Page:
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Greener buildings

Are buildings puzzles or systems?

green house


For decades, engineers and designers have thought of buildings as jigsaw puzzles: Parts — from windows and floors to pipes and electrical wiring — are pieced together to form a structure.  But Robert Reed, associate research professor in the College of Engineering and co-chair of MU’s Center for Sustainable Energy, thinks that needs to change. 

Rather than puzzles, Reed says, buildings are much more like living organisms — each piece affects other pieces, and buildings’ quality depends on how well the elements work together. “Buildings are designed and constructed by specialty people — engineers, architects, electricians. But buildings are a total system,” says Reed. 

The need for more collaboration in design and construction was the theme of the second annual Greening Midwest Communities conference in Jefferson City, Mo. in October 2011. Sponsored by the Center for Sustainable Energy and several Home Builders Association chapters across the Missouri, the conference featured presentations from architects, engineers, real estate brokers and horticulturalists from the public and private sectors.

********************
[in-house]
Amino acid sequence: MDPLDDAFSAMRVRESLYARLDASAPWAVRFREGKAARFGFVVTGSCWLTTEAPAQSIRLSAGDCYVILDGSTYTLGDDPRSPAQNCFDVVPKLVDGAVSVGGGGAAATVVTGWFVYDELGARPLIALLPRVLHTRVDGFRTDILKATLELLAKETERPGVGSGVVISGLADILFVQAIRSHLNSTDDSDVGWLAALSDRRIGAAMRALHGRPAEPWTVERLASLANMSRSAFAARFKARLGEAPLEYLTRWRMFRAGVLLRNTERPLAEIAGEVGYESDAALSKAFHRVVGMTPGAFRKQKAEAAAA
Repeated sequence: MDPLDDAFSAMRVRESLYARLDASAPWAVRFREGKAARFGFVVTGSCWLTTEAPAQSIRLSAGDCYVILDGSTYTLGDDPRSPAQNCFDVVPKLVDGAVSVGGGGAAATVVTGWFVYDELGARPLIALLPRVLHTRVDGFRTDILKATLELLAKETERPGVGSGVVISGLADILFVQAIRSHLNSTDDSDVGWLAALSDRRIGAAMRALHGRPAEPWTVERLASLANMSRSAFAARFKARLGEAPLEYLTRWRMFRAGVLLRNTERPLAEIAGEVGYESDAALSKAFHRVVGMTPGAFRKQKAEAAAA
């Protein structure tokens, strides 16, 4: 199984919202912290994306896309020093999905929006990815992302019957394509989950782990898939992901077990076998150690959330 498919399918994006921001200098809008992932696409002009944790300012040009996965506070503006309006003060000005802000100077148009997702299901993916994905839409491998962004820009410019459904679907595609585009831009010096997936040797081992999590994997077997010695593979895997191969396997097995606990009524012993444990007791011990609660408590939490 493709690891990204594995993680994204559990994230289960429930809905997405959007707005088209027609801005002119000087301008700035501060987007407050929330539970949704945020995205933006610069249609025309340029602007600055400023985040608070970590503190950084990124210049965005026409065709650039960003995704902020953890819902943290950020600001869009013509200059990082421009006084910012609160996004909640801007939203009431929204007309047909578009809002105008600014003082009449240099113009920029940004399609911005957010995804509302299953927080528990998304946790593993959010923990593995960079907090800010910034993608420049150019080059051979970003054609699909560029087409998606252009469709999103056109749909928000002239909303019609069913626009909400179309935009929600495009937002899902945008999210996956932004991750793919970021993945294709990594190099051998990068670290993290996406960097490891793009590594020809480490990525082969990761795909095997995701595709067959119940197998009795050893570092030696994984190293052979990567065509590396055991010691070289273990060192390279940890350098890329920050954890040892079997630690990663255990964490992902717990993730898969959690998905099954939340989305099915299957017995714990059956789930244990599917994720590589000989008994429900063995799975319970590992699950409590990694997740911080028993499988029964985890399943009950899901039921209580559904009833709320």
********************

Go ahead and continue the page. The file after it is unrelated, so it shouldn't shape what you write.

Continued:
“It’s not just about being ‘green,’” says Reed. “We want buildings that are highly efficient, comfortable and that will last.” 

Michael Goldschmidt, assistant professor in the architectural studies department in the College of Human Environmental Science, gave a presentation on how architects can collaborate with building contractors and clients to design homes that optimize indoor air quality. Goldschmidt, who is also a housing and environmental design specialist with MU extension, works with engineers to create buildings that incorporate technologies such as solar energy in ways that help the environment and leave homeowners satisfied and comfortable. 

The university’s role in bringing together the disparate sectors lends credibility to the concept of collaboration in the building process, Reed says. “For too long, we’ve all been in our separate worlds,” he says. “It’s time for a new model.”

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